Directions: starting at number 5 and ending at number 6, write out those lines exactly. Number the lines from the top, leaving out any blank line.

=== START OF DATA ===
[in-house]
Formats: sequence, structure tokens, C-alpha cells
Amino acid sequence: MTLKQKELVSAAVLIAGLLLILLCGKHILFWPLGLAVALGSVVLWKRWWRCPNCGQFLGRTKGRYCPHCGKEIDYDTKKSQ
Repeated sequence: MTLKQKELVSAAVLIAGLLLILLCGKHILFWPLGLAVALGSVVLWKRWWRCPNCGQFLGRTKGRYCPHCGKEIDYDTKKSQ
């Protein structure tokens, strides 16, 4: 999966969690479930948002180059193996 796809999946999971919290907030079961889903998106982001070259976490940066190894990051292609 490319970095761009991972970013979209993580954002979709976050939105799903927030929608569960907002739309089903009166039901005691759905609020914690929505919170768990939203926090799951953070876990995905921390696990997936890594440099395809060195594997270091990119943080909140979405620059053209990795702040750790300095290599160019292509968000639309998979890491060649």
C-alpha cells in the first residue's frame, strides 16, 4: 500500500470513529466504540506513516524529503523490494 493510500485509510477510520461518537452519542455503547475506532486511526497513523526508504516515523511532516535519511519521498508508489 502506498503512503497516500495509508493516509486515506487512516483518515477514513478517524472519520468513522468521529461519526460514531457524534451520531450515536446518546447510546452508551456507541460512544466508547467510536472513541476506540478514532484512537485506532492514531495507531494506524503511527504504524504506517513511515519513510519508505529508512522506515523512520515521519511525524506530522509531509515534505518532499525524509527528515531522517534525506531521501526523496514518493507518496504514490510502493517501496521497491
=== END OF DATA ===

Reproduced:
């Protein structure tokens, strides 16, 4: 999966969690479930948002180059193996 796809999946999971919290907030079961889903998106982001070259976490940066190894990051292609 490319970095761009991972970013979209993580954002979709976050939105799903927030929608569960907002739309089903009166039901005691759905609020914690929505919170768990939203926090799951953070876990995905921390696990997936890594440099395809060195594997270091990119943080909140979405620059053209990795702040750790300095290599160019292509968000639309998979890491060649």
C-alpha cells in the first residue's frame, strides 16, 4: 500500500470513529466504540506513516524529503523490494 493510500485509510477510520461518537452519542455503547475506532486511526497513523526508504516515523511532516535519511519521498508508489 502506498503512503497516500495509508493516509486515506487512516483518515477514513478517524472519520468513522468521529461519526460514531457524534451520531450515536446518546447510546452508551456507541460512544466508547467510536472513541476506540478514532484512537485506532492514531495507531494506524503511527504504524504506517513511515519513510519508505529508512522506515523512520515521519511525524506530522509531509515534505518532499525524509527528515531522517534525506531521501526523496514518493507518496504514490510502493517501496521497491